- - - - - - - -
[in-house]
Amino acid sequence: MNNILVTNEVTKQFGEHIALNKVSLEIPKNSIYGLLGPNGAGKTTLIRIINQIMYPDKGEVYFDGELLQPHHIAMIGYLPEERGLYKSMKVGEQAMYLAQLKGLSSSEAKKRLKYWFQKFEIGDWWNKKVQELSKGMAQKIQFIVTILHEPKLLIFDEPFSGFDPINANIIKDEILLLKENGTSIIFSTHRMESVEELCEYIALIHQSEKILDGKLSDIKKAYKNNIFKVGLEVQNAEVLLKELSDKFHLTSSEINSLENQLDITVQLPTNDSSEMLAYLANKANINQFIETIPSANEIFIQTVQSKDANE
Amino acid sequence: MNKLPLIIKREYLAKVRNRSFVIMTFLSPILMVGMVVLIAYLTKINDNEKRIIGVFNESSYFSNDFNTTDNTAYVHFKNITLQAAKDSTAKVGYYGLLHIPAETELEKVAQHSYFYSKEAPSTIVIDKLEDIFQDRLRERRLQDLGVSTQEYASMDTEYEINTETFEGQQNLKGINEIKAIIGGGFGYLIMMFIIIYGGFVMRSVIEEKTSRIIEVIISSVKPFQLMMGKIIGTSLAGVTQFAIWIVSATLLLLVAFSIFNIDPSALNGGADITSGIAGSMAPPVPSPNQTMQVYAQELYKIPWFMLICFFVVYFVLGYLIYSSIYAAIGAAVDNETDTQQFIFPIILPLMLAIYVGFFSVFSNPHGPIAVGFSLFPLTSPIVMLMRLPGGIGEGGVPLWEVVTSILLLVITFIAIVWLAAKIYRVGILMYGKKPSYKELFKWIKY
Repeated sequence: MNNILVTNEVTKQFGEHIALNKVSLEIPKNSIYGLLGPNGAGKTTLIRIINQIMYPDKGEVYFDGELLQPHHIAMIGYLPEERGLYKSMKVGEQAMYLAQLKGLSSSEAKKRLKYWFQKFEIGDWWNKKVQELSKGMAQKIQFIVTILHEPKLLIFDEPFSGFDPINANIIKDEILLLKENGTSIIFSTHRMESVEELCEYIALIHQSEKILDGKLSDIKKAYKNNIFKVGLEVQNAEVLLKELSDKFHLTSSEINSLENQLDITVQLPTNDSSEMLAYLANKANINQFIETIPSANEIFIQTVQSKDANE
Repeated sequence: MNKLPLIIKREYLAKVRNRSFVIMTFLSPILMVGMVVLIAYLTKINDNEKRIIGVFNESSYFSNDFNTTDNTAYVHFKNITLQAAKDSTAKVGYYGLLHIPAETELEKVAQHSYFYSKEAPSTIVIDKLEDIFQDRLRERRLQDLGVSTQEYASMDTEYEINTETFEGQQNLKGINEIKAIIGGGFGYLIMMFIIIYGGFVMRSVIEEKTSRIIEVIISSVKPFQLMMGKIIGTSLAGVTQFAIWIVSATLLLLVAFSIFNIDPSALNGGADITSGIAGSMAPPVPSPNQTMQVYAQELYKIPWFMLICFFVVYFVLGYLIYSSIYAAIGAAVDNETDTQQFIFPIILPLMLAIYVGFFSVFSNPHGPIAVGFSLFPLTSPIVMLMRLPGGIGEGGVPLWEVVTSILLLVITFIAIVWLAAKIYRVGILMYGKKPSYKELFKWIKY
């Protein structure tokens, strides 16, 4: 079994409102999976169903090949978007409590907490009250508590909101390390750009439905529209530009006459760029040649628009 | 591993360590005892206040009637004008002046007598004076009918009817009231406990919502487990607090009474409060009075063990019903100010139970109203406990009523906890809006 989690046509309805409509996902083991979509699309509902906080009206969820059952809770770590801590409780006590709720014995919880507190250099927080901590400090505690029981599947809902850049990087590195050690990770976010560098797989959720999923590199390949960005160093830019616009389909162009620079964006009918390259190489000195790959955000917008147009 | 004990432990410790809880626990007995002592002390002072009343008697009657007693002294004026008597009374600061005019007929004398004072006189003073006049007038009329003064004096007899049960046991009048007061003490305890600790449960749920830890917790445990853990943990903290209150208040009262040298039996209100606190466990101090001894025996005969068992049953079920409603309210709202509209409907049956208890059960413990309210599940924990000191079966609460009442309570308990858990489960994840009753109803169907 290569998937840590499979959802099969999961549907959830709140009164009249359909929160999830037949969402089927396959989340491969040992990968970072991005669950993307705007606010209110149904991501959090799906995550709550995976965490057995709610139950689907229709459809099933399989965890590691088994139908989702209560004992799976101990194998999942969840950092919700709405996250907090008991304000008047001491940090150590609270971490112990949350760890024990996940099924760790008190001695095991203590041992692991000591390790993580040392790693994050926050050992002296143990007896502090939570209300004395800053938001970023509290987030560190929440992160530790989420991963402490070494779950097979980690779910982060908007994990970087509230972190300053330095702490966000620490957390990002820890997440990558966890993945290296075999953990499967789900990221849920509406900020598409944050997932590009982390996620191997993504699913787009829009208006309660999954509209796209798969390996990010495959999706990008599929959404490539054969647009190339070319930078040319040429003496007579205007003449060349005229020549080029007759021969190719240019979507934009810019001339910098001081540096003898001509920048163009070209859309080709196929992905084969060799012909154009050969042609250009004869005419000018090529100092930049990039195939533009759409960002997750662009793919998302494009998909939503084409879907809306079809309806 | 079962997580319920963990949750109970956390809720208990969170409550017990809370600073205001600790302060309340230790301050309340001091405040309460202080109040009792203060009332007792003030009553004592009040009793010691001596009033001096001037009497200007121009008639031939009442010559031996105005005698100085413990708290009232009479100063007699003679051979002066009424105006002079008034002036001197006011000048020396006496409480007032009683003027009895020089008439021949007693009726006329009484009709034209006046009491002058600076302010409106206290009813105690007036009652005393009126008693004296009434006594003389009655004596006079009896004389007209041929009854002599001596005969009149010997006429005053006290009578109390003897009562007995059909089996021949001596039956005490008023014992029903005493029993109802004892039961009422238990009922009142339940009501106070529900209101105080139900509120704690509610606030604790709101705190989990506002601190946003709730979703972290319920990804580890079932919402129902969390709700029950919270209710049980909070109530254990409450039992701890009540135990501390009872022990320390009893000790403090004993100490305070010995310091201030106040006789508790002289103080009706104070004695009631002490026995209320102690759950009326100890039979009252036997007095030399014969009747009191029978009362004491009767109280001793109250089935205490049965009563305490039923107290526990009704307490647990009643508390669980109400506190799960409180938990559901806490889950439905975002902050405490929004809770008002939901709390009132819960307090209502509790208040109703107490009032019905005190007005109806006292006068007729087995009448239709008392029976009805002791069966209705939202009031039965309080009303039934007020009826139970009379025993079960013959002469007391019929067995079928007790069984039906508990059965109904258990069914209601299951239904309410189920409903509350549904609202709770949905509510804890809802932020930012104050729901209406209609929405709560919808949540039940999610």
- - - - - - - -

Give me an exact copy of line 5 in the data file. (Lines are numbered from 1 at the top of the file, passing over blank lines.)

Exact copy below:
Repeated sequence: MNKLPLIIKREYLAKVRNRSFVIMTFLSPILMVGMVVLIAYLTKINDNEKRIIGVFNESSYFSNDFNTTDNTAYVHFKNITLQAAKDSTAKVGYYGLLHIPAETELEKVAQHSYFYSKEAPSTIVIDKLEDIFQDRLRERRLQDLGVSTQEYASMDTEYEINTETFEGQQNLKGINEIKAIIGGGFGYLIMMFIIIYGGFVMRSVIEEKTSRIIEVIISSVKPFQLMMGKIIGTSLAGVTQFAIWIVSATLLLLVAFSIFNIDPSALNGGADITSGIAGSMAPPVPSPNQTMQVYAQELYKIPWFMLICFFVVYFVLGYLIYSSIYAAIGAAVDNETDTQQFIFPIILPLMLAIYVGFFSVFSNPHGPIAVGFSLFPLTSPIVMLMRLPGGIGEGGVPLWEVVTSILLLVITFIAIVWLAAKIYRVGILMYGKKPSYKELFKWIKY